Human Foods That Are Toxic To Cats

human foods that are toxic to cats

Some cats are more than happy to steal snacks off the counter and take bites off your fork. Their big, innocent eyes make it hard to say no, but it's important to remember that cats and humans have very different dietary needs. In fact, some of the foods you regularly find in your kitchen are seriously toxic to cats. A few bites could lead to an upset stomach, or it could end with a trip to the vet and a very scary veterinary emergency.  Every cat person needs to know which foods are dangerous when it comes to sharing with feline friends. Everything on this list has potential to harm your cat, so keep an eye on your hungry feline. toxic to cats

Chocolate and Caffeine

We'll start with the obvious. You probably already know that dogs can't have chocolate, and that same rule applies to cats. Both the theobromine and caffeine found in chocolate affect a cat's central nervous system and heart muscles. And because cats typically weight between 5 and 10 pounds, it only takes a small bite of chocolate or a few laps of your morning coffee to cause problems. Remember that dark chocolate and baking chocolate are the most dangerous, and things like caffeine pills and caffeinated energy drinks are just as bad.

Grapes and Raisins

Grapes and raisins, whether they're fresh or cooked, can cause kidney failure in cats. And because kidney issues are already common in cats, it's important to keep this fruit away from your cat. A cat is probably more likely to bat a grape across the floor than they are to take a bite, but the rule also applies to raisins that are found in things like cookies, granola bars, and trail mix. toxic to cats


It's time to put away that idyllic picture of a cat peacefully lapping up a saucer of milk. What that picture doesn't show is the messy aftermath caused by the cat's natural lactose intolerance. Prestige Animal Hospital reminds cat owners that most of our feline friends are lactose intolerant and are not properly equipped to digest milk and other dairy products. If they drink or eat too much dairy, they're likely to suffer from stomach upset and diarrhea. The problem is, cats don't know they're lactose intolerant. They'll happily accept your saucer of milk, but you'll both regret that decision later.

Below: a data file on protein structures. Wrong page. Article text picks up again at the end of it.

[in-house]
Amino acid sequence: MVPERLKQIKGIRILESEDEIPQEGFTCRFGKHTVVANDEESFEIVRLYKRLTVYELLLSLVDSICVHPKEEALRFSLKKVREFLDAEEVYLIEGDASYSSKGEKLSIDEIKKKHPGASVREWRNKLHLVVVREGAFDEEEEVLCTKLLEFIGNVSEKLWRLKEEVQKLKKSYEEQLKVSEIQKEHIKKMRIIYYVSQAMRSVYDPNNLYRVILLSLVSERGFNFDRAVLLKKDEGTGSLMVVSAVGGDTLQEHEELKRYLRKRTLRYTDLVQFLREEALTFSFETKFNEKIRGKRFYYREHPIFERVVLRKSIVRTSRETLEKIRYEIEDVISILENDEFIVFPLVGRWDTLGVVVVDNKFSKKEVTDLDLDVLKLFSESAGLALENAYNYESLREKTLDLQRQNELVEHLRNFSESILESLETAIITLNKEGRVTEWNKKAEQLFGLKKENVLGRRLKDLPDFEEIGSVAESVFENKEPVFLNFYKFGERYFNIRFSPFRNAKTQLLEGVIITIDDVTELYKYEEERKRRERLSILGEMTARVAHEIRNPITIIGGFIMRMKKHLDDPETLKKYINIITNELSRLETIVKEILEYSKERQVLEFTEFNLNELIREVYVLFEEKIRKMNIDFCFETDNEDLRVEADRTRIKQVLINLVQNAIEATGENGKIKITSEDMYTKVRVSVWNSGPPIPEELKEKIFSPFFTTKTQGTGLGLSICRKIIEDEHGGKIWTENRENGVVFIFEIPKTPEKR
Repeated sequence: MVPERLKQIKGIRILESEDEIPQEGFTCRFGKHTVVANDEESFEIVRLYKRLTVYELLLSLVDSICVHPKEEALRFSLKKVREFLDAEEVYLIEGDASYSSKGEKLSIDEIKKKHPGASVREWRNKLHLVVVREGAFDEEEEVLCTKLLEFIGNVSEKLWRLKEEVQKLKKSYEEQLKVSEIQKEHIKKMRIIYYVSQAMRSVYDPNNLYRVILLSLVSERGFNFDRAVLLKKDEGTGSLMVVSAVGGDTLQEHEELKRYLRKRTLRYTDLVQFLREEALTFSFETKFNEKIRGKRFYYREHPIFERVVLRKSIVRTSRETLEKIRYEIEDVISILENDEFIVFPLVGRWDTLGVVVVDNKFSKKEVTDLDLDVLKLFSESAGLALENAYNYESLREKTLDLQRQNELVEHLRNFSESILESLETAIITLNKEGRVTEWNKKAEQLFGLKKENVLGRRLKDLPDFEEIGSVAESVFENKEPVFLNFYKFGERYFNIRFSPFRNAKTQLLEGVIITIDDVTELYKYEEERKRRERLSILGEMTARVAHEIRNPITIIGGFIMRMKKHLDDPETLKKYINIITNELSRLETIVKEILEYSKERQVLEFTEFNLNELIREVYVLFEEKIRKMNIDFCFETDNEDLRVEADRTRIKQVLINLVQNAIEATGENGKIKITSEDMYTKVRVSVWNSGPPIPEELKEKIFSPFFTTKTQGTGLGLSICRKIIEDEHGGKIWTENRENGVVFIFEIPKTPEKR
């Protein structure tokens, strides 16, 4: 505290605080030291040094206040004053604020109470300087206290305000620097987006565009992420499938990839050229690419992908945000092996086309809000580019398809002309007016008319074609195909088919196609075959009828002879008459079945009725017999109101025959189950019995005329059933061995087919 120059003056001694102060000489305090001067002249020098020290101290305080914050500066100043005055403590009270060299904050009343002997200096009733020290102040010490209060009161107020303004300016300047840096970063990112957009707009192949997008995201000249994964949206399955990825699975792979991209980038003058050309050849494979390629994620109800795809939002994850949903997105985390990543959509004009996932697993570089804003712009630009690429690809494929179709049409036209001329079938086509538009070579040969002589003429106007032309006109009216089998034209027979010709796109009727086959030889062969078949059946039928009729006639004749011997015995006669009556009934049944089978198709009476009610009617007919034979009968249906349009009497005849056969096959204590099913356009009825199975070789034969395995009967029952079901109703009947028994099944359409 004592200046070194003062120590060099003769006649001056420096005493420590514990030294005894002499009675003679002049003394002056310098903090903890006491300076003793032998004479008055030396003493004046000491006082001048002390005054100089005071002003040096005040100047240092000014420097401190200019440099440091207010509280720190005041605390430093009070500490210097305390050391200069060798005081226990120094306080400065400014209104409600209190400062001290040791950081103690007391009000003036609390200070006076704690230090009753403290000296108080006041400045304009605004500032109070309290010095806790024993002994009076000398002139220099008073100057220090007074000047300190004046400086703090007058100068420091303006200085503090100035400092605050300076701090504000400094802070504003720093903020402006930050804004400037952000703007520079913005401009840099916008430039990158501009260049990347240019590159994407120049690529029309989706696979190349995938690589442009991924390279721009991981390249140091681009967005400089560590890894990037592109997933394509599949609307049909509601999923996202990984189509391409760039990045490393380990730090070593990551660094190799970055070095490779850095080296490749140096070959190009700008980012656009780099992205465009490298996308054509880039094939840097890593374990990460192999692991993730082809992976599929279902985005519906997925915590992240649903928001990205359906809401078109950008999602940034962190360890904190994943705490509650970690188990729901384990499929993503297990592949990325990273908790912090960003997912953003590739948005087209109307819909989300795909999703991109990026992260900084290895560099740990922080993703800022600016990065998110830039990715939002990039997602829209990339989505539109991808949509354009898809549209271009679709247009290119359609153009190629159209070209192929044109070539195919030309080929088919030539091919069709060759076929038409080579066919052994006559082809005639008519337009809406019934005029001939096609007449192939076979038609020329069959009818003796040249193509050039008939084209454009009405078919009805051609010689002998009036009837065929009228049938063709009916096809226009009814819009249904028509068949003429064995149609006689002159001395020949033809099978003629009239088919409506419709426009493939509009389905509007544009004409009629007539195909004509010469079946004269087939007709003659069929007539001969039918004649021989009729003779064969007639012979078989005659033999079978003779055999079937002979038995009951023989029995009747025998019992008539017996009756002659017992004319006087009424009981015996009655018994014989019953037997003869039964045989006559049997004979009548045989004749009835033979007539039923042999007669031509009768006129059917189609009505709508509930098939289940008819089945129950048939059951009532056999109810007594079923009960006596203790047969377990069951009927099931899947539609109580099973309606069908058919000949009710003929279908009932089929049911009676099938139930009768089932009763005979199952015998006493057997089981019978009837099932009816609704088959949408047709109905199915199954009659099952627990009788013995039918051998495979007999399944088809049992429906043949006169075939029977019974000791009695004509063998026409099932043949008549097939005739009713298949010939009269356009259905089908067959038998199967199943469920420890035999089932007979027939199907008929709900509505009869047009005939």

Citrus Fruits

Lemons, limes, and oranges contain something called psoralens that can cause serious indigestion and digestive upset for cats. Thankfully, the taste is usually enough to deter most pets. Every now and then, however, your cat's curiosity could get the best of them. Even if they're not likely to take a bite out of a fresh lemon wedge, the citrus juice in certain drinks and foods can often be enough to cause health problems.

Coconut Milk

Small amounts of coconut will most likely be okay for your cat to consume. Coconut milk, however, should never be given to cats as a non-dairy alternative. It contains specific oils that cause stomach trouble, including diarrhea. Fresh coconut flesh and coconut water are also bad ideas. Coconut water contains a high amount of potassium, which is not part of your cat's ideal diet.


Not every kind of nut is toxic to cats, but until scientists know more, it's best for your feline to avoid them altogether. Macadamia nuts have been proven to cause things like lethargy and vomiting in cats and dogs. Walnuts, pecans, and almonds also contain oils that are known to be harmful to pets. Not only do you need to keep your can of mixed nuts to yourself, remember that nut butters and other foods containing nutty ingredients are also off-limits to your cat. This is by no means a comprehensive list of all the foods that are toxic to cats. If you're ever in doubt, it's always best to assume the worst and not allow your cat to take a bite. Stick to the food and treats that are specifically formulated to meet your cat's nutritional needs. And if you ever suspect your cat ate something they shouldn't, don't hesitate to call the vet. Catching it early could save your cat's life. 

Did you learn anything important? Be sure to share this article with your fellow cat lovers so we can all work together to protect our cats!

Sources: LiveScience, HomeoAnimal, RSPCA

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